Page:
Before becoming an arbitrator, the now-expert arbitrator likely specialized in representing one side or the other and may still actively represent those clients. But during arbitration, both sides want an impartial and fair arbitrator to review the merits of the case. The arbitrator is the judge and jury; the fact finder who has the power to grant or deny awards. However, unlike a judge, the arbitrator’s decision is not made public and is only subject to limited review. See Fed. R. Civ. 60; Minn. R. Civ. 60.02. Once an award is made, it is difficult to get it overturned because arbitration awards are final.

EMBEDDED NEUTRALS AND FAIRNESS 

Whether looking at commercial arbitration players or the Minnesota no-fault arbitration system, there is astounding evidence of the rise of “embedded neutrals,” particularly in uneven contexts between one-time and repeat players. See Nancy A. Welsh, What Is (Im)Partial Enough in a World of Embedded Neutrals?, 52 Ariz.L.R. 395 (Summer, 2010). “Embedded neutral” is a term that describes arbitrators, mediators and other dispute resolution “neutrals” whose involvement arises as a result of their association with one of the parties involved in the dispute. Id. 

This situation may be particularly worrisome:

when the embedded neutral’s role has come about due to his or her special relationship with the repeat player; the one-time player is not as sophisticated as the repeat player; and the one-time player has not voluntarily chosen the dispute resolution forum that will be used to resolve their dispute, and is not aware of the special relationship between the embedded neutral and the repeat player or is effectively unable to challenge it. 

Id. Despite these concerns, the United States Supreme Court has upheld arbitral decisions and settlement agreements produced by alleged “embedded neutrals” and has repeatedly rejected one-time players’ claims of structural bias. Id. 

VACATUR

After arbitration, aggrieved parties may not be satisfied with an arbitrator’s decision or may suspect undisclosed conflicts of interest created an unfair bias. Those parties may have an arbitrator’s award vacated in district court under Federal Rule of Civil Procedure 60 and Minnesota Rule of Civil Procedure 60.02.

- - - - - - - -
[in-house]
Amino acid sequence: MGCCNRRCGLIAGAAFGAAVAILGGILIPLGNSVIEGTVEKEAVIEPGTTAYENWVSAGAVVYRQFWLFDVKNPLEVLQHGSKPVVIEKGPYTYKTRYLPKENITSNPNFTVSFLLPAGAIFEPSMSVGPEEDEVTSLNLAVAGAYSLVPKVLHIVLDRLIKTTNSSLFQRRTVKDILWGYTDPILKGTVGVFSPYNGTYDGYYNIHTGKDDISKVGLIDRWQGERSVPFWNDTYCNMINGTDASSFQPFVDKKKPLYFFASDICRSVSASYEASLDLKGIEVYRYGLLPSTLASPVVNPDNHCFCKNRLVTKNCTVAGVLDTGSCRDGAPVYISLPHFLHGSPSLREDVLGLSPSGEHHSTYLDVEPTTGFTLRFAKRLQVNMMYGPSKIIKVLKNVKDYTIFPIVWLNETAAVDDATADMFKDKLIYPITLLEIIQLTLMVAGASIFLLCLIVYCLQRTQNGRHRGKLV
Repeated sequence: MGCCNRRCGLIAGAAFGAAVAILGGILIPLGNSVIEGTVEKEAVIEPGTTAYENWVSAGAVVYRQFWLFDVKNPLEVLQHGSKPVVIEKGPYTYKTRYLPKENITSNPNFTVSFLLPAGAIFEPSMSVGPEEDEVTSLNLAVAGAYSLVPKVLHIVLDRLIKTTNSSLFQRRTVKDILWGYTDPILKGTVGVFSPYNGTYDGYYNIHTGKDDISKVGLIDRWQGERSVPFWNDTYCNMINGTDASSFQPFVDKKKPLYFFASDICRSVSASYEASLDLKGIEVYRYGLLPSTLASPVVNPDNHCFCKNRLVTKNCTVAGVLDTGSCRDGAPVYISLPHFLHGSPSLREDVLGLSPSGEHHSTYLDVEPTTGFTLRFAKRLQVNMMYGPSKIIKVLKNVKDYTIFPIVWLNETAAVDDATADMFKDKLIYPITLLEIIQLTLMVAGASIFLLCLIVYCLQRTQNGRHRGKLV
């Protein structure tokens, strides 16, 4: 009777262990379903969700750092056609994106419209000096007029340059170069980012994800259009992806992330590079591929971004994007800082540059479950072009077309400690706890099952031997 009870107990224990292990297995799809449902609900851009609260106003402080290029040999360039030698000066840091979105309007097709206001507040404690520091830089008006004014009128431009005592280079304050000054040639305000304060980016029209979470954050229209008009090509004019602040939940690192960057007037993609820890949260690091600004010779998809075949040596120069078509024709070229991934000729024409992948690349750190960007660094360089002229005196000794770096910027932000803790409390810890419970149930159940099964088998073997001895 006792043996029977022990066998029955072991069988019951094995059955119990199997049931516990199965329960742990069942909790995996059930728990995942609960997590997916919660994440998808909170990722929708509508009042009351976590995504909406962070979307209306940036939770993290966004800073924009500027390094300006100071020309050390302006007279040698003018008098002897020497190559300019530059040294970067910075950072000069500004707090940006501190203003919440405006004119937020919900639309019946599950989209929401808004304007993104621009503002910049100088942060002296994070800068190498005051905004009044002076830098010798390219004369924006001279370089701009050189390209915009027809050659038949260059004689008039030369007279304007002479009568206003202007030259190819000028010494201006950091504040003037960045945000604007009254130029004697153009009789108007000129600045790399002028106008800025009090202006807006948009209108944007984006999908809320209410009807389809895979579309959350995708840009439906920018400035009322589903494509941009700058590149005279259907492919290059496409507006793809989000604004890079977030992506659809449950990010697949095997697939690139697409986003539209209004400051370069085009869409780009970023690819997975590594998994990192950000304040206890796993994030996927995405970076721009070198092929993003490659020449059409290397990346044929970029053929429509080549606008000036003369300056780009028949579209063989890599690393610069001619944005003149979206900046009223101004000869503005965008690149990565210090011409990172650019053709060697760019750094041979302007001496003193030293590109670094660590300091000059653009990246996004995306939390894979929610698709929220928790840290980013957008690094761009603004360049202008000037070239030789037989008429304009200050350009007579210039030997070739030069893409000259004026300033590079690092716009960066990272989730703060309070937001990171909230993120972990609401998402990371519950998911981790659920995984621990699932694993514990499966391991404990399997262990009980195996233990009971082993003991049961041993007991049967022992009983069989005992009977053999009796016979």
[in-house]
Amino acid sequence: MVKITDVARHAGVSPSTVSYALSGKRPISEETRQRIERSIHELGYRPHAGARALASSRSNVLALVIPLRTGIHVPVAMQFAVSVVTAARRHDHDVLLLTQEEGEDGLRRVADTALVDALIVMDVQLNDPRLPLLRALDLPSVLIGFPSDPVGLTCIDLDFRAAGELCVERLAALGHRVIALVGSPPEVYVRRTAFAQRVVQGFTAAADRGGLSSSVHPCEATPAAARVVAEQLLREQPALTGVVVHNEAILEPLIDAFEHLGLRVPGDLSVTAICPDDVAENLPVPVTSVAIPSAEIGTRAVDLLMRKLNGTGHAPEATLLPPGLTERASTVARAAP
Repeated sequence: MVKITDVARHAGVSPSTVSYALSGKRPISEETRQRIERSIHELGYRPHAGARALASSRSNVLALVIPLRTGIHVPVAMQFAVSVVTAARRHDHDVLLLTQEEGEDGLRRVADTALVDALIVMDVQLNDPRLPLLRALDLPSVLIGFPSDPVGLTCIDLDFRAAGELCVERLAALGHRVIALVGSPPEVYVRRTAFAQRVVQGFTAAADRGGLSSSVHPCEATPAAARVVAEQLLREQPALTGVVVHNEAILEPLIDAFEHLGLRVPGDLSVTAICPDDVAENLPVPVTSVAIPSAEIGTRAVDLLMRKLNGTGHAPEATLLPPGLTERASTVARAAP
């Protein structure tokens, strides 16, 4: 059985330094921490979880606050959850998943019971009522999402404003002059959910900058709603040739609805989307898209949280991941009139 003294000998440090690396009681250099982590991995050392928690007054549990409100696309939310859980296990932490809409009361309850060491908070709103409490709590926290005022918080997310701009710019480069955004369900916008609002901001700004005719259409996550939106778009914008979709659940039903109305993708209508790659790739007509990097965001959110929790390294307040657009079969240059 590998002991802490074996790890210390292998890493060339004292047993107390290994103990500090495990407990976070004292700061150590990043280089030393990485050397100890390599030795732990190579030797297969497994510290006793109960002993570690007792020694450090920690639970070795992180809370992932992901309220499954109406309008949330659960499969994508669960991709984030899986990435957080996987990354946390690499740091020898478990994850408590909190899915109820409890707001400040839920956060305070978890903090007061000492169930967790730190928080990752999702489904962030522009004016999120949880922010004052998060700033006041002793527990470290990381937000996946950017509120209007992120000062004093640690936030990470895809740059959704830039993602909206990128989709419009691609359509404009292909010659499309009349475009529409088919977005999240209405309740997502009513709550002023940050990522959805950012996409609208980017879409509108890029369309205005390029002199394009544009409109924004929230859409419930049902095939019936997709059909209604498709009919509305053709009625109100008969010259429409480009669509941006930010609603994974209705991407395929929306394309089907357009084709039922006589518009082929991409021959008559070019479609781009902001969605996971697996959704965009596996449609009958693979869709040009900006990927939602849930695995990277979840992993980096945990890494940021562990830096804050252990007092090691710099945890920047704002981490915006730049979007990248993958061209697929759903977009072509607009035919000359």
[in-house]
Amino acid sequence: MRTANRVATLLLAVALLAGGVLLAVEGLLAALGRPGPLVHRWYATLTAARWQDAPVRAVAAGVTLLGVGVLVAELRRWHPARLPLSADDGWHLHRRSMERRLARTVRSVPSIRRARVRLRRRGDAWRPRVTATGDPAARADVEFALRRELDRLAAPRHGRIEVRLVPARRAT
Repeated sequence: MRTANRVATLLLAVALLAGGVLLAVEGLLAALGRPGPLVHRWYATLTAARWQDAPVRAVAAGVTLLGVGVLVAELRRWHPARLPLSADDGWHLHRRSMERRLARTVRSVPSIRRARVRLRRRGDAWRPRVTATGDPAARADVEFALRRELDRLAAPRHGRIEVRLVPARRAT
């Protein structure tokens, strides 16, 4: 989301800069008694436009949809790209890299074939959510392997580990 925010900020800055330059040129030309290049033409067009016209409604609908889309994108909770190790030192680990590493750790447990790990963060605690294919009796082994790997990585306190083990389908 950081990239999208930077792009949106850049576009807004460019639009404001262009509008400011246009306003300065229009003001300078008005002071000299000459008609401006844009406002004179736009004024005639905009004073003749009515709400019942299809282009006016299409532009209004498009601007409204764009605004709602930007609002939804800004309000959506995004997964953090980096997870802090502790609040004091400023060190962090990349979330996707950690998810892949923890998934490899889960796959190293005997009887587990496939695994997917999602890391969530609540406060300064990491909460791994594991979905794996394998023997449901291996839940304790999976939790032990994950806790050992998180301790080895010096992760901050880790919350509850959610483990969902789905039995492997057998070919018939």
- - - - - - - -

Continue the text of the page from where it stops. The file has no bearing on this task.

Minnesota statutes require vacatur where an arbitration award was “…procured by corruption, fraud or other undue means; there was evident partiality by an arbitrator appointed as a neutral or corruption in any of the arbitrators or misconduct prejudicing the rights of any party…”. Minn. Stat. § 572.19, subd. 1(2)(2010). Although the rules for vacatur are in place, vacatur generally is not favored, and courts typically will only reverse an arbitrator’s award where evident unfairness, unconscionability or fraud is clearly shown.

Despite a general satisfaction with Minnesota arbitration, even Minnesota arbitrators are not immune to accusations of bias. The Minnesota Court of Appeals, for instance, affirmed a trial court’s vacation of an award under the No- Fault Act after finding “an appearance of bias sufficient to support the trial court’s vacation of the original arbitration award.” Balchova v. Bassovski, 1997 WL 561272 (Minn. Ct. App. Sept. 9, 1997) (arbitrator found for respondent and made statements to petitioner’s attorney appearing to show bias against immigrants). The court based its holding in Balchova in part on Northwest Mechanical Inc. v. Public Utilities Commission of City of Virginia, 283 N.W.2d 522 (Minn. 1979) (holding even those impermissible contacts or dealings that “might create an impression of possible bias” suffice to show evident partiality); and Produce Refrigerator Co. v. Norwich Union Fire Ins. Soc’y, 97 N.W. 875, 877 (Minn. 1904) (noting general rule that person is disqualified to act as arbitrator where he or she has formed opinion or is otherwise prejudiced with respect to subject matter).